Definición de commission en inglés:

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Pronunciación: /kəˈmɪʃ(ə)n/


1An instruction, command, or role given to a person or group: one of his first commissions was to redesign the Great Exhibition building [with infinitive]: he received a commission to act as an informer
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  • I may not have realised all the dreams and hopes I had in my youthful idealism, but I have Jesus and his commands and his commissions.
  • Unfortunately, he got drunk after receiving the sacred instruments of his commission and fell asleep by the roadside.
  • Before Murdoch sailed, Fisher, now the Australian prime minister, gave him an official commission to report on the progress of the Gallipoli campaign.
task, employment, job, work, piece of work, project, mission, assignment, undertaking, exercise, enterprise, endeavour, solution;
duty, charge, responsibility, burden
dated office
1.1An order for something, especially a work of art, to be produced specially: Mozart at last received a commission to write an opera
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  • He moved to Paris in 1767, and after a couple of years had become so popular that he received regular commissions to write two or three operas a year for various theatres.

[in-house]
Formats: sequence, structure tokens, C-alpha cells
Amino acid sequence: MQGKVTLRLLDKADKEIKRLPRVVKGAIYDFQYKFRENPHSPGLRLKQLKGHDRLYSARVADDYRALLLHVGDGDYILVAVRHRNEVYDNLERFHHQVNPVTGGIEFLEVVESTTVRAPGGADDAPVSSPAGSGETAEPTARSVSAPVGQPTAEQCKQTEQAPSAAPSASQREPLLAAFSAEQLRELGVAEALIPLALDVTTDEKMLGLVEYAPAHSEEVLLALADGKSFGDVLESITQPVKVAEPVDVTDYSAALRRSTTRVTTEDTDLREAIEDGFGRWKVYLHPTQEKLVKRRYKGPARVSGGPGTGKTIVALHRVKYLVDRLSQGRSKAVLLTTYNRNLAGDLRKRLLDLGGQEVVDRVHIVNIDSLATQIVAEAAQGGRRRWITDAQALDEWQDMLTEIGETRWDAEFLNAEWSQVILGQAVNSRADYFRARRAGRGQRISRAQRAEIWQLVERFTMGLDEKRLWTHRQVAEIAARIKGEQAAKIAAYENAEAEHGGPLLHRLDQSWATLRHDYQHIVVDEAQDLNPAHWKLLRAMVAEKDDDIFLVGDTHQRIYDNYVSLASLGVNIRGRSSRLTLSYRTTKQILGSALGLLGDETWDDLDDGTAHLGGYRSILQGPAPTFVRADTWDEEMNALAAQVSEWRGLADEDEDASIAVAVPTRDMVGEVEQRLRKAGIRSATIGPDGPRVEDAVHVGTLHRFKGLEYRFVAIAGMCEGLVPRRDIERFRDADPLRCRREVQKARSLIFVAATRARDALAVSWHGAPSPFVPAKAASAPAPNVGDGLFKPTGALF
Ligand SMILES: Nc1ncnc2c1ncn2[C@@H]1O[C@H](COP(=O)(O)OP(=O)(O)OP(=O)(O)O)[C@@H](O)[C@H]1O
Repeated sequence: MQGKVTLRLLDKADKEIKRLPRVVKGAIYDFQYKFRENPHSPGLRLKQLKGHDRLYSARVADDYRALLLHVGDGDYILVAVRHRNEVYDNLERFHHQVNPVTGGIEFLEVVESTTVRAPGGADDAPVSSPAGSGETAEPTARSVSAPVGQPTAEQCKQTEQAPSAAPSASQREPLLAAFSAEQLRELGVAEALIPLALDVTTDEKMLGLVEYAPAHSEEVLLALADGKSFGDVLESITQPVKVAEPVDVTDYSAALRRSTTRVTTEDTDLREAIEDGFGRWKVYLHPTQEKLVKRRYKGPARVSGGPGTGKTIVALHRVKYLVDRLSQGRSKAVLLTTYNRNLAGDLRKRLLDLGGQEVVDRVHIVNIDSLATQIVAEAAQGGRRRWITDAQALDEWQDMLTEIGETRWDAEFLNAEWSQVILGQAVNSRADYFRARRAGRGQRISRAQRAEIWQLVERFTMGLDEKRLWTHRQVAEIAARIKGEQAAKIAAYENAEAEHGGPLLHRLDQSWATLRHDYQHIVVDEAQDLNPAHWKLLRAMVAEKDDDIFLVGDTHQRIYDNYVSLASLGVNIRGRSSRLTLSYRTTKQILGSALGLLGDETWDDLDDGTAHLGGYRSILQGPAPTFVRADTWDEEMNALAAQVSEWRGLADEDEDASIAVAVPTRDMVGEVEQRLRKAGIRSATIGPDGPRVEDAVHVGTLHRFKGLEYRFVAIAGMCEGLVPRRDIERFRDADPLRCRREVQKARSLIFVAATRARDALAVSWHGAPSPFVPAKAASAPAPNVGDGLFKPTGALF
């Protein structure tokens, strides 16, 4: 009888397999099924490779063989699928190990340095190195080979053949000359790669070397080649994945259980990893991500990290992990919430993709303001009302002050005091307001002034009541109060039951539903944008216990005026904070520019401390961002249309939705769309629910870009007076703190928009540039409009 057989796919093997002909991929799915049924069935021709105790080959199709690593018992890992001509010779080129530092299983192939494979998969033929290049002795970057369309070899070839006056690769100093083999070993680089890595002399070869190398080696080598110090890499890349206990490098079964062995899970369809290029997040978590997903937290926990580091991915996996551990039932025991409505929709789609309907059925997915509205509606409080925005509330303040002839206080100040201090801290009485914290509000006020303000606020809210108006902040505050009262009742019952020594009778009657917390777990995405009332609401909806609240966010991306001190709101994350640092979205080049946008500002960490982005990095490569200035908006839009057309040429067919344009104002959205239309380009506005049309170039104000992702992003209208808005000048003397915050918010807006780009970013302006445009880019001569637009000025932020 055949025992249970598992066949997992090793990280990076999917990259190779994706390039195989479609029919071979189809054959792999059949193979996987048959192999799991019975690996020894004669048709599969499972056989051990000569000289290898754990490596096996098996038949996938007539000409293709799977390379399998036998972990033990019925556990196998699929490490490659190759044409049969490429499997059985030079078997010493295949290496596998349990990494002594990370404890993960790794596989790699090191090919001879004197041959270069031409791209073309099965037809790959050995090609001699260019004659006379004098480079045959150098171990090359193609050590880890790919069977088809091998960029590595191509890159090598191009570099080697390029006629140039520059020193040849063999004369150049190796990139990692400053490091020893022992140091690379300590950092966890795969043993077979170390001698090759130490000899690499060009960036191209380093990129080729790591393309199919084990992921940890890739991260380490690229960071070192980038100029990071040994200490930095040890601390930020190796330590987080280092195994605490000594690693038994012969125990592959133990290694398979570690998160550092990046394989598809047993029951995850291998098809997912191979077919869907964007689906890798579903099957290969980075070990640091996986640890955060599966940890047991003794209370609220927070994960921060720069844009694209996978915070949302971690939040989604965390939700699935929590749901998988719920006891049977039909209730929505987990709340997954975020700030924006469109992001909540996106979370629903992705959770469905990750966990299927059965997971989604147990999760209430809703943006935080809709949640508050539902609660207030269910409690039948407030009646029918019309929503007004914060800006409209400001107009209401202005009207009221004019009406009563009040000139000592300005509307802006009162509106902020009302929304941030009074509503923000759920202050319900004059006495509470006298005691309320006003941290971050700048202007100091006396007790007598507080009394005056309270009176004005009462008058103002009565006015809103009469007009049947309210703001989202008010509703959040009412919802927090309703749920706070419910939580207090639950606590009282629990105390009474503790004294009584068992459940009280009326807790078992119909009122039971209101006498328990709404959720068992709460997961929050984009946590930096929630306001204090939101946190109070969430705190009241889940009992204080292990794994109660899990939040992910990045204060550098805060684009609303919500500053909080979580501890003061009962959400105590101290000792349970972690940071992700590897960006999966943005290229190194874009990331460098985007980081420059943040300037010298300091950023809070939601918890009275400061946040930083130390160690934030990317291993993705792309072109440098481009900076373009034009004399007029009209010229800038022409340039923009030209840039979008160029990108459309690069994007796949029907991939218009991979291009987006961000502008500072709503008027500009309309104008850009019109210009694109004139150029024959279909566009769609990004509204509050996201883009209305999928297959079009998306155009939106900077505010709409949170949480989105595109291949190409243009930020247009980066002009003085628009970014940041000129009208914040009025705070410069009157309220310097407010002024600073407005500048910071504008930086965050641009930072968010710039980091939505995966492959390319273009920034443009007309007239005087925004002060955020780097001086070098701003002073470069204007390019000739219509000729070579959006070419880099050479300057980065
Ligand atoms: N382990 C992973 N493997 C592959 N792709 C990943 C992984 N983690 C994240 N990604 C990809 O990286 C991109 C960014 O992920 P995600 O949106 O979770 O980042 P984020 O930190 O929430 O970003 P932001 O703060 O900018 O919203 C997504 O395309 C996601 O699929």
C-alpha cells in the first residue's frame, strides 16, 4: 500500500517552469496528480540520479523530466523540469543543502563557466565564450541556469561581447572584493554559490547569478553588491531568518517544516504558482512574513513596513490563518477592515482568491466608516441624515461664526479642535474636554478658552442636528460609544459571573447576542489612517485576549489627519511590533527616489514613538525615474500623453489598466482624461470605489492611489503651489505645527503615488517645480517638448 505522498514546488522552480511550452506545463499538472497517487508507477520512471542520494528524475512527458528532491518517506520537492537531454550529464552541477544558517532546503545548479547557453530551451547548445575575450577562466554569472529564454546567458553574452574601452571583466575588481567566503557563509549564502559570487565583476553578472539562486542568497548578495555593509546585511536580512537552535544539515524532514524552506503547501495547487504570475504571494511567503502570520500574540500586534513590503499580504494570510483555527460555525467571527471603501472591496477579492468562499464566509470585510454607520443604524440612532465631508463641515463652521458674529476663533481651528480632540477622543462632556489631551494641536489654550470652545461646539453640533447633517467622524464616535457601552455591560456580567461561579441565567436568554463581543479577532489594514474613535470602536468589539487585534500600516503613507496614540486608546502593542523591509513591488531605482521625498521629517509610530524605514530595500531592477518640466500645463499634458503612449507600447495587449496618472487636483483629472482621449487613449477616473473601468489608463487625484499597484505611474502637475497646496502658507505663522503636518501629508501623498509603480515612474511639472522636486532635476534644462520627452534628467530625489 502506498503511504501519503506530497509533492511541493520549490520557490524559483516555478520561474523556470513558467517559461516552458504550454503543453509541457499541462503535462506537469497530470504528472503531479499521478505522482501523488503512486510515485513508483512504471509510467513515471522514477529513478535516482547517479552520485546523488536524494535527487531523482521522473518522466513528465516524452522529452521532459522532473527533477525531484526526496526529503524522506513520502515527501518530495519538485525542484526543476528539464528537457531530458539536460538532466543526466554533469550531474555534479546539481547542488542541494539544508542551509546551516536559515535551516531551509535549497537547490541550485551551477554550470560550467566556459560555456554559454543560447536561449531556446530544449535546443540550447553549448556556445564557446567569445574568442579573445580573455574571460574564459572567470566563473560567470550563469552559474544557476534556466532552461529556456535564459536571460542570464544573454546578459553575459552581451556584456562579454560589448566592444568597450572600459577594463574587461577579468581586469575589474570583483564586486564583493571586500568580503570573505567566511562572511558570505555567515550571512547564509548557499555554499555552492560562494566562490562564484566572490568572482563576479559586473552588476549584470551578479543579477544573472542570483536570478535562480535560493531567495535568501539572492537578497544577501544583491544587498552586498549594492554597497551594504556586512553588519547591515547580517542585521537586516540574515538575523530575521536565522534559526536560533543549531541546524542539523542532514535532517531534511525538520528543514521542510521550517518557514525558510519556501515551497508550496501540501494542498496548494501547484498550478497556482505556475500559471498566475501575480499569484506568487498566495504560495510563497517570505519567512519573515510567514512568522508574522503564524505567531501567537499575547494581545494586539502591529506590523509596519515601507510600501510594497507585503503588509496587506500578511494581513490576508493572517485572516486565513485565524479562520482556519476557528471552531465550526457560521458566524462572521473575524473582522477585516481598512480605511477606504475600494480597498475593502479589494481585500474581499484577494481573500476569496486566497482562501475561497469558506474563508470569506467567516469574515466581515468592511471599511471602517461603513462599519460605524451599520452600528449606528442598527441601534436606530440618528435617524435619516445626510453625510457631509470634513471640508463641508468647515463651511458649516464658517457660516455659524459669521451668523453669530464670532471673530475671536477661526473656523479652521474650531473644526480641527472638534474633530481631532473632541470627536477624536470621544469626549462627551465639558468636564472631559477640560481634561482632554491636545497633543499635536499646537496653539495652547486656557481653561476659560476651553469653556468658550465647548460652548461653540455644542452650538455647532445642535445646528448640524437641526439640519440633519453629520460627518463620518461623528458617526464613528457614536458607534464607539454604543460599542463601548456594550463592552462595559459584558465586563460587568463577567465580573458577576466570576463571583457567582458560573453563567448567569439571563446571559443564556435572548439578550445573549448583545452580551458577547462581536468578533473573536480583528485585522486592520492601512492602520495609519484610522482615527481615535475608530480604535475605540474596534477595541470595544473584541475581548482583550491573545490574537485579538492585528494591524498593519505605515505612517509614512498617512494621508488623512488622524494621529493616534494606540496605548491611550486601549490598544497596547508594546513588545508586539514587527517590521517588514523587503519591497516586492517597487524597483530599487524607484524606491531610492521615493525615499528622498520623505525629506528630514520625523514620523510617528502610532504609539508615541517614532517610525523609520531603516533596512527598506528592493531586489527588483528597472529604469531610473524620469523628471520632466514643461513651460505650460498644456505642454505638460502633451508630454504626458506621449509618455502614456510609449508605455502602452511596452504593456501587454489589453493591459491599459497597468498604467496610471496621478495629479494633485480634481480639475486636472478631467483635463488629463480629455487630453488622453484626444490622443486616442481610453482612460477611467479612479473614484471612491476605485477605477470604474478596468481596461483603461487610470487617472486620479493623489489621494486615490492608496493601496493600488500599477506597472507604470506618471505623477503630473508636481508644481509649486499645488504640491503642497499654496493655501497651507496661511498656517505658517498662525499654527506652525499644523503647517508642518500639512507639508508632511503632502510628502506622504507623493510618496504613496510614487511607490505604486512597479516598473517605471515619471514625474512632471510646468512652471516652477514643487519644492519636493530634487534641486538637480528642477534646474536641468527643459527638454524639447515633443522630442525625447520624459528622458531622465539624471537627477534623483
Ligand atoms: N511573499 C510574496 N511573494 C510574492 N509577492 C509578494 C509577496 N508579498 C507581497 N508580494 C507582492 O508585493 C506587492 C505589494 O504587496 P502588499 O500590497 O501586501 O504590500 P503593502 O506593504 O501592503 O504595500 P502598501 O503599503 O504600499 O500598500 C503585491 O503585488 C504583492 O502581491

• Equipped with an English degree and a dossier of poetry, she used to move in circles with short-story writers and poets until she stumbled on a commission to write her first play.
  • For her premiere commission, she ‘wrote what I knew about’, her experience of working in inner-city primary schools.
1.2A work produced in response to a commission: in that year Zeuxis painted his most famous commission
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  • The foundry was also responsible for many local commissions, including York's first gas lamps and the railings for St Leonard's Place.
  • The renowned sculptor Bob Allen, famous for commissions at Canary Wharf and of the late Queen Mother, will launch the event on Saturday with a private preview.
  • Later he worked as composer-in-residence at Glasgow's Tron Theatre, an invaluable experience as far as his later film commissions were concerned.
1.3 [mass noun] archaic The authority to perform a task or certain duties: the divine Commission of Christ
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  • The active duty officer has a solemn professional responsibility based on his oath of office and commission for the official tasks he undertakes.
  • It is essential that we start this project with clearly defined commission.
  • What we also found was that at the same time Mr Smith was in the employ and commission of the fishery company.
warrant, licence, sanction, authority
2A group of people entrusted by a government or other official body with authority to do something: a commission was appointed to investigate allegations of police violence
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  • The commission, the inspection body for the health service, has undertaken only 15 such reviews nationally in nearly four years - none previously in Yorkshire.
  • Minority community representatives should be included in all government-appointed educational bodies and commissions.
  • The commission has the authority to summon anyone, including state officials without the approval of the president.
committee, board, board of commissioners, council, panel, directorate, advisory body, advisorate, convocation, delegation
3A sum, typically a set percentage of the value involved, paid to an agent in a commercial transaction: foreign banks may charge a commission he sold cosmetics on commission